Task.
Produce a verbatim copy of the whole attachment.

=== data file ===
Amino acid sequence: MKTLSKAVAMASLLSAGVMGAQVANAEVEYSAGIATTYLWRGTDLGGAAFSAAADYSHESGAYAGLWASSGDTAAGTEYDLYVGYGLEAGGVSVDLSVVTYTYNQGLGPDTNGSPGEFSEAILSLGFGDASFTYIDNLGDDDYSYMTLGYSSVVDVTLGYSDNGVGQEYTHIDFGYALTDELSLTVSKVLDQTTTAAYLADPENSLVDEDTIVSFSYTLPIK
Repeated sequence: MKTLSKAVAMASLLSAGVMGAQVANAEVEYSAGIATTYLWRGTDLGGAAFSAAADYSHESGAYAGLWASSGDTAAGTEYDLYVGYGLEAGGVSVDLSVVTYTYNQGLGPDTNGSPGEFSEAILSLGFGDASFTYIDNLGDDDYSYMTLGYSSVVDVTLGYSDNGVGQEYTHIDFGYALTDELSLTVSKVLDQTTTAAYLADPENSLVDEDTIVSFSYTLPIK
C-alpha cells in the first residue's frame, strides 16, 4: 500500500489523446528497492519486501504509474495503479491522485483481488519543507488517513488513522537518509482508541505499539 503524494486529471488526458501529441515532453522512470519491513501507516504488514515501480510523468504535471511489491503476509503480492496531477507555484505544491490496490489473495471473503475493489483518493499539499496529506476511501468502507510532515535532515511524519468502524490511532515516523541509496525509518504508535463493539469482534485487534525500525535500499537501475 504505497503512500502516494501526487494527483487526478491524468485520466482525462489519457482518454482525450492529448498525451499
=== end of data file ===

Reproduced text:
Amino acid sequence: MKTLSKAVAMASLLSAGVMGAQVANAEVEYSAGIATTYLWRGTDLGGAAFSAAADYSHESGAYAGLWASSGDTAAGTEYDLYVGYGLEAGGVSVDLSVVTYTYNQGLGPDTNGSPGEFSEAILSLGFGDASFTYIDNLGDDDYSYMTLGYSSVVDVTLGYSDNGVGQEYTHIDFGYALTDELSLTVSKVLDQTTTAAYLADPENSLVDEDTIVSFSYTLPIK
Repeated sequence: MKTLSKAVAMASLLSAGVMGAQVANAEVEYSAGIATTYLWRGTDLGGAAFSAAADYSHESGAYAGLWASSGDTAAGTEYDLYVGYGLEAGGVSVDLSVVTYTYNQGLGPDTNGSPGEFSEAILSLGFGDASFTYIDNLGDDDYSYMTLGYSSVVDVTLGYSDNGVGQEYTHIDFGYALTDELSLTVSKVLDQTTTAAYLADPENSLVDEDTIVSFSYTLPIK
C-alpha cells in the first residue's frame, strides 16, 4: 500500500489523446528497492519486501504509474495503479491522485483481488519543507488517513488513522537518509482508541505499539 503524494486529471488526458501529441515532453522512470519491513501507516504488514515501480510523468504535471511489491503476509503480492496531477507555484505544491490496490489473495471473503475493489483518493499539499496529506476511501468502507510532515535532515511524519468502524490511532515516523541509496525509518504508535463493539469482534485487534525500525535500499537501475 504505497503512500502516494501526487494527483487526478491524468485520466482525462489519457482518454482525450492529448498525451499